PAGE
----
Genesis
Introduction
Introduction

Genesis is written around 1450 BC by Moses, in the Sinai wilderness.

In Hebrew this book is called ‘Bereshith’, which means ‘in the beginning’, after the first words with which this book begins. In Greek it is called Genesis, which means ‘birth’, or ‘origin, or ‘becoming’.

It is rightly the book of the beginning. We find the origin of all things in it. This book tells us, among other things, about the origins of heaven and earth, the institution of marriage and family, the first sin and, as a result, the death, the first sacrifice, the judgment, the origins of nations, of the Hebrew race, of the covenant and circumcision, of the heavenly priesthood.

We will search in vain for the origin of God. God has no beginning. He is the eternal God Who was “in the beginning” (Jn 1:11In the beginning was the Word, and the Word was with God, and the Word was God.; Psa 90:22Before the mountains were born
Or You gave birth to the earth and the world,
Even from everlasting to everlasting, You are God.
).

All truths that appear in the following books of the Bible are already indicated in this book. A truth can be communicated directly, a truth can also be presented in pictures. Some examples of the first: creation, man and his fall into sin, the power of satan. Some examples of the second: salvation – God clothed man after his fall in sin with the skin of an animal, which refers to the substitute death of the Lord Jesus; the resurrection – in the history of Abraham and Isaac; the reign of a rejected Lord on the throne of the world – in the history of Joseph.

Strikingly beautiful is the way in which God personally makes Himself known to man in this book. Thus He comes to Adam in the cool of the evening (Gen 3:88They heard the sound of the LORD God walking in the garden in the cool of the day, and the man and his wife hid themselves from the presence of the LORD God among the trees of the garden.), announces to Noah His intention about the flood (Gen 6:1313Then God said to Noah, “The end of all flesh has come before Me; for the earth is filled with violence because of them; and behold, I am about to destroy them with the earth.) and visits Abraham and speaks with him (Gen 18:1,10-141Now the LORD appeared to him by the oaks of Mamre, while he was sitting at the tent door in the heat of the day.10He said, “I will surely return to you at this time next year; and behold, Sarah your wife will have a son.” And Sarah was listening at the tent door, which was behind him.11Now Abraham and Sarah were old, advanced in age; Sarah was past childbearing.12Sarah laughed to herself, saying, “After I have become old, shall I have pleasure, my Lord being old also?”13And the LORD said to Abraham, “Why did Sarah laugh, saying, ‘Shall I indeed bear [a child], when I am [so] old?’14Is anything too difficult for the LORD? At the appointed time I will return to you, at this time next year, and Sarah will have a son.”). He does not use prophets or priests here, but He Himself comes into the confidentiality with which a man treats his friend. In this book we experience the living, tangible proximity of God to His creature.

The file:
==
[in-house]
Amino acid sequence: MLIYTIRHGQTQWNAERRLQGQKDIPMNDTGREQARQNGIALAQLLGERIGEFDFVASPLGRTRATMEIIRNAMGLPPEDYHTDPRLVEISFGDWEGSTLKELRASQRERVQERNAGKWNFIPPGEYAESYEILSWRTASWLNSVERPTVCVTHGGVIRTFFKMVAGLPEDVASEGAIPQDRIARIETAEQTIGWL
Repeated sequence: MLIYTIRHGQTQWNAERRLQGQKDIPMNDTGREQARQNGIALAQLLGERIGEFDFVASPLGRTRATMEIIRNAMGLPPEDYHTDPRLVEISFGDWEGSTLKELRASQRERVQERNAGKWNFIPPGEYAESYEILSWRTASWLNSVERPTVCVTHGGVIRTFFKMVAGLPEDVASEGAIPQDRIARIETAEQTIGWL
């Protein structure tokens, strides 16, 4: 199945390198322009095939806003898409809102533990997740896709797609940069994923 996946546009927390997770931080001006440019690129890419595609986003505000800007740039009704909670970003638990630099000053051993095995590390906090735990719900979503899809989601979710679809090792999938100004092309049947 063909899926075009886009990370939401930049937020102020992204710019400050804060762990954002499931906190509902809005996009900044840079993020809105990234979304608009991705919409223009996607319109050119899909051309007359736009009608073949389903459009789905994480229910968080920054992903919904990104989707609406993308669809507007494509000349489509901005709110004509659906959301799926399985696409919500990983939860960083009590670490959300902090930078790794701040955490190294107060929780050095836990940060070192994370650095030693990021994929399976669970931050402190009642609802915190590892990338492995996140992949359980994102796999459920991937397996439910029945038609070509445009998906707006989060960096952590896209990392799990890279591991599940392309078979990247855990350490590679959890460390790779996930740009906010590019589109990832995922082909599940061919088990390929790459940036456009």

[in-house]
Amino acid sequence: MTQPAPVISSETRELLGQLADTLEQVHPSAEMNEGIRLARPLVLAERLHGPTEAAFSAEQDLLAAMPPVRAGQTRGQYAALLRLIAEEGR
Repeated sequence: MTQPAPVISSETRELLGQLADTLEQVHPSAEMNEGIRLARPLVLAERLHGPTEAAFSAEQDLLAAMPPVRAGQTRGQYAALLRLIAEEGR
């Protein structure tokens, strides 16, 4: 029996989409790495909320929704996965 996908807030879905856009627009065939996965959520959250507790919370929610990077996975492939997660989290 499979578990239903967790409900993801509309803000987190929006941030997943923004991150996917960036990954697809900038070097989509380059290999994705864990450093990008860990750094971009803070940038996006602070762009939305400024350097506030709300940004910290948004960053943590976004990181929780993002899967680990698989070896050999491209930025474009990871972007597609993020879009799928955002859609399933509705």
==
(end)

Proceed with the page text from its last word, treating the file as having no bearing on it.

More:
Genesis can be divided into seven parts, according to the seven patriarchs that appear in it (other divisions are also possible):
1. Genesis 1-4 Adam
2. Genesis 5(:21) Enoch
3. Genesis 6-11 Noah
4. Genesis 12-23 Abraham
5. Genesis 24-26 Isaac
6. Genesis 27-36 Jacob
7. Genesis 37-50 Joseph


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